Historical Architecture of Grosse Pointe – Carl E. and Alice Chandler Schmidt House, aka 301 Lakeshore.

One of Grosse Pointes most historic homes is arguably the Carl E. and Alice Chandler Schmidt House located at 301 Lakeshore. Built in 1904 it is one of the oldest surviving ‘turn of the century’ summer cottages in the community, retaining a view of Lake St. Clair and part of the original grounds.


Carl E. Schmidt was born in Detroit in 1858. His father was Traugott Scmidt, who came to the United States, from Germany, in 1849. His father was a tanner, who exported skins, furs and wool, Carl was secretary of the company up until his fathers death in 1897. Soon after he started his own tannery firm – Carl E. Schmidt & Co.

Schidmt was a prominent figure in the Detroit area, active in politics, serving as a member of the Detroit Board of Police Commissioners, along with sitting on several state boards.

150px-CarlESchmidtIn 1880 Schmidt married Alice M Chandler, the daughter of a prominent businessman in Detroit. The couple had three daughters: Emma, Alice and Ida. The Schmit family lived in Detroit up until their new house on Lakeshore – a Shingle Style home with Tudor influences – was completed. The house was built on a spacious plot (formally a strip farm), stretching from Lakeshore to at least Grosse Pointe Blvd. However, today only the house remains and the plot has been divided.

In 1926, just before Carl Schmidt’s death (in 1934), the Schmidts sold the 7,300 sq ft house to local businessman and realtor Conrad Smith and his wife Ida. Upon the purchase the Smiths made some major changes to the property, some of which were based on functionality while others were aesthetic decisions such as the interior being too dark for Mrs Smith, and subsequently the interior was painted white.

301_Historic photo



The biggest change was the conversion of the house into a year-round home. As the property had originally been intended to use as a summer cottage the interior was remodeled to make it more suitable for a permanent residence. The outdoor porch on the backside of the house was closed up and made into a room with 9 large windows. Three more rooms were combined to form one large room, while the front porch was completely removed.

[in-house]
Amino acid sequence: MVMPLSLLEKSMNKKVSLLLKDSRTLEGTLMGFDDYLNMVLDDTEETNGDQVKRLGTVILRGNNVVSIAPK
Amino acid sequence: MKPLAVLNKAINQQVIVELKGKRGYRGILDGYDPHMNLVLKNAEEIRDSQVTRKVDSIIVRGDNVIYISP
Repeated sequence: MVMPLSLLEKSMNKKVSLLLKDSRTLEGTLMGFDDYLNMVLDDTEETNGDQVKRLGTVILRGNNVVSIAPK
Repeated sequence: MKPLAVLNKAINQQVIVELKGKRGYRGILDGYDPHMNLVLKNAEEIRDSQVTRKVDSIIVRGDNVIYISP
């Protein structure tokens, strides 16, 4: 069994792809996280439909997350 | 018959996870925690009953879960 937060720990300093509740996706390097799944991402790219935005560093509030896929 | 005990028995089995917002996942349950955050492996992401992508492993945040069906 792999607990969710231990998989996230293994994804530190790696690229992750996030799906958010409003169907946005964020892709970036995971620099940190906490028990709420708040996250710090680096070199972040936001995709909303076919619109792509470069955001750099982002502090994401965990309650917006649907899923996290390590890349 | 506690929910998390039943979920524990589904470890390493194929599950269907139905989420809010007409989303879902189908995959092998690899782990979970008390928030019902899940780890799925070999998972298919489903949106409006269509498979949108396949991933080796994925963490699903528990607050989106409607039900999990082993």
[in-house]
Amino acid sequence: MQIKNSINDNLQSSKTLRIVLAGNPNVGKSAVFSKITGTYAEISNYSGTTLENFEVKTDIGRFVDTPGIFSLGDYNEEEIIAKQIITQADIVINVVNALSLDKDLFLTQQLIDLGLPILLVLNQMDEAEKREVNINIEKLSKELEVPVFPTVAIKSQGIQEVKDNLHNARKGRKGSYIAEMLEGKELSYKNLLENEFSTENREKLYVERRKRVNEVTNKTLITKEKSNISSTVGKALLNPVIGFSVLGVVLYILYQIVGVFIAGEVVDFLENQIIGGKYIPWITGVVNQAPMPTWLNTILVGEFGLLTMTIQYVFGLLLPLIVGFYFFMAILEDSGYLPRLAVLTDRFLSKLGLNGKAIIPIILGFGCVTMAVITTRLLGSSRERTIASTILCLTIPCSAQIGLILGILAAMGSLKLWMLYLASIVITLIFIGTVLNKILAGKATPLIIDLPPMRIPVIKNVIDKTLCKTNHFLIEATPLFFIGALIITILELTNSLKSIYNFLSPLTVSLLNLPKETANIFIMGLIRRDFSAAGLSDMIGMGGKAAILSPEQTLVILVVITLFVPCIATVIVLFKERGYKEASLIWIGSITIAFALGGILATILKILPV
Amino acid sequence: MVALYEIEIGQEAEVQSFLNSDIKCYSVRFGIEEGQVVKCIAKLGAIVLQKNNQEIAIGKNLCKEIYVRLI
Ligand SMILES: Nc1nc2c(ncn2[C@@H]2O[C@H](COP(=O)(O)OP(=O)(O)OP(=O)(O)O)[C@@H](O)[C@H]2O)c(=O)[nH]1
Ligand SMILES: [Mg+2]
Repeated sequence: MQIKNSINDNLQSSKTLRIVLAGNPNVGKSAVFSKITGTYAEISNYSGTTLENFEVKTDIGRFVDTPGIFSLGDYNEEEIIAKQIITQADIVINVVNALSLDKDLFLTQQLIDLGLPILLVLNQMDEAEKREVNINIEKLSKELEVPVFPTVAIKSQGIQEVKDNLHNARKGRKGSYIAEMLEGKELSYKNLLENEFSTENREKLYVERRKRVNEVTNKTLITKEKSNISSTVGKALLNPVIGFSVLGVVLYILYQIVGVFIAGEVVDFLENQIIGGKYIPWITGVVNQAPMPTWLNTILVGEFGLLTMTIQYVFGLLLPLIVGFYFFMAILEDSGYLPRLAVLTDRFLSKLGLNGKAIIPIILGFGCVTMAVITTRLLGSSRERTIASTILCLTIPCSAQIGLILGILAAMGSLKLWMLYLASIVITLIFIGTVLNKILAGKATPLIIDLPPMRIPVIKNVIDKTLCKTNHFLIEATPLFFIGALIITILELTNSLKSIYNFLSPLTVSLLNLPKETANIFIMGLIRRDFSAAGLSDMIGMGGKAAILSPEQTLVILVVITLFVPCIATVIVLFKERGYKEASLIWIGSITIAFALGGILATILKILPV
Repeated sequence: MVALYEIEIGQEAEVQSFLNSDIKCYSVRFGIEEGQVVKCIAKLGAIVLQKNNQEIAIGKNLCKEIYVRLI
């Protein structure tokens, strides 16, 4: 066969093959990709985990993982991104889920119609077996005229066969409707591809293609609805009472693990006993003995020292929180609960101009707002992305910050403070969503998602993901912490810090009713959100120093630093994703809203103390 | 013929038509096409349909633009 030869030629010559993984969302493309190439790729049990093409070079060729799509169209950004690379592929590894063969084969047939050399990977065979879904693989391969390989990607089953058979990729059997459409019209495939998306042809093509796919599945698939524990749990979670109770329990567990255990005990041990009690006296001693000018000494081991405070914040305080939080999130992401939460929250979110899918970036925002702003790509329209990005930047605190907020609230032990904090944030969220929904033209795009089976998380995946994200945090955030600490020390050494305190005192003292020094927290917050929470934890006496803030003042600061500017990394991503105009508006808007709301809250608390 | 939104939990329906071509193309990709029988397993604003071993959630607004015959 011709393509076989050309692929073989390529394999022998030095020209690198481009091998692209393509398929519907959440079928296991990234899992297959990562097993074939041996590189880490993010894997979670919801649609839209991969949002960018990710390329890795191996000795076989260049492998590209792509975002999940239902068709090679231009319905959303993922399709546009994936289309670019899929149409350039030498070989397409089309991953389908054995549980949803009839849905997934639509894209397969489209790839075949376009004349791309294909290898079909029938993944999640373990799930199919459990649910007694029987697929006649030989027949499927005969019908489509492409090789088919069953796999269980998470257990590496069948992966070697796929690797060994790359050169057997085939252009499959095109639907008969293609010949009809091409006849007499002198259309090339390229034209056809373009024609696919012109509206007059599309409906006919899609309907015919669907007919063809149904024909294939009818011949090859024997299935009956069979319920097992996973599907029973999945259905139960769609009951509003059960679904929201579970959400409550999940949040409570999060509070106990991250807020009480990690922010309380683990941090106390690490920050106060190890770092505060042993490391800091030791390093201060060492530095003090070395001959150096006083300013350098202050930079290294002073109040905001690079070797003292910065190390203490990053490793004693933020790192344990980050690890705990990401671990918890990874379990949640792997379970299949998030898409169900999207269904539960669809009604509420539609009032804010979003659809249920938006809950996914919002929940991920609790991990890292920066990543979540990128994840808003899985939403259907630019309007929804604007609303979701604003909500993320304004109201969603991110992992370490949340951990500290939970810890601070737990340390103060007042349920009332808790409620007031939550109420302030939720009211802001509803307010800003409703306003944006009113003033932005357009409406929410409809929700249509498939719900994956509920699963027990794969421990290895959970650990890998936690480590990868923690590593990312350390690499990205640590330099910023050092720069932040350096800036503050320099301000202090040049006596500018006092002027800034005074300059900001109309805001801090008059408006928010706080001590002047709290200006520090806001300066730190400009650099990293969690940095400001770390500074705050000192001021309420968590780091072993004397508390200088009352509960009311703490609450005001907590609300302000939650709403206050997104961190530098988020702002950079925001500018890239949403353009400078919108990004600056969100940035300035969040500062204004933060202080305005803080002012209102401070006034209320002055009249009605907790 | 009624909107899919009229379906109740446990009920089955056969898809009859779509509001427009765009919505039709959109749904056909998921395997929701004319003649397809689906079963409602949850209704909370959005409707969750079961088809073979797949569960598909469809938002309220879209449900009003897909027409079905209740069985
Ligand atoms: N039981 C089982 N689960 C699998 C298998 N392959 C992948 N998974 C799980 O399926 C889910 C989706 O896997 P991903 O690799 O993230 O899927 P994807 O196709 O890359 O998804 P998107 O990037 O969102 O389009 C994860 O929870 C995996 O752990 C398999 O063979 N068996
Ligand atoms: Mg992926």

The Smiths remained in the house until their deaths. Their Son Raymond C.Smith, an avid horticulturist, pioneer of farming in Michigan, real estate investor and a trust officer at the Detroit Trust Co moved into the property. He became a local philanthropist, establishing the Raymond Smith Foundation that supported many non-profit organizations throughout Detroit. He too, just like his parents, would live in the house until his death in 1995, having been the home longest resident.

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The 111 year old home then changed hands for only the second time (the Schmidts to the Smiths, and the Smiths to the new owners) in its history. When the house was sold, the property featured eight bedrooms (the master suite measuring 18’ x 22.5’), a spacious living room – 22.5’ x 44’, dining room – 14’ x 20’, kitchen – 14’ x 16’ and a morning room. The original great hall with the spectacular central staircase – 15’ x 33’ was still the main feature of the home and provides a stunning entrance to the house.

The new owners also remodeled the home but not to the extent of the first remodel when the property originally changed hands in the 1920’s. Some of the changes included – redesigning the kitchen from the ground up (they found several layers of flooring in the kitchen that had been put on top of each other including linoleum and wood), and replacing the flooring in the great room. The plaster was redone in the butler’s pantry; and the original servants quarters were turned into a variety of rooms including two guest bedrooms, an office and a laundry room. A new mudroom was added to the back entrance, and the former servants’ dining room was turned into a breakfast room.

It is not clear who designed the Carl E. and Alice Chandler Schmidt House, but it is a stunning home, and a true grand dame of the few original homes that still exist around the Pointes today.

The Schmidt house was listed on the National Register of Historic Places in 2005.

We will be continuing the series with another extraordinary building next week.


Written by Katie Doelle
Copyright © 2015 Higbie Maxon Agney
* Images courtesy of the Grosse Pointe Historical Society.


If you have a home or building you would like us to profile please contact Darby Moran – Darby@higbiemaxon.com – we will try and feature the property.

(For more historical information on Grosse Pointe, visit Grosse Pointe Historical Society).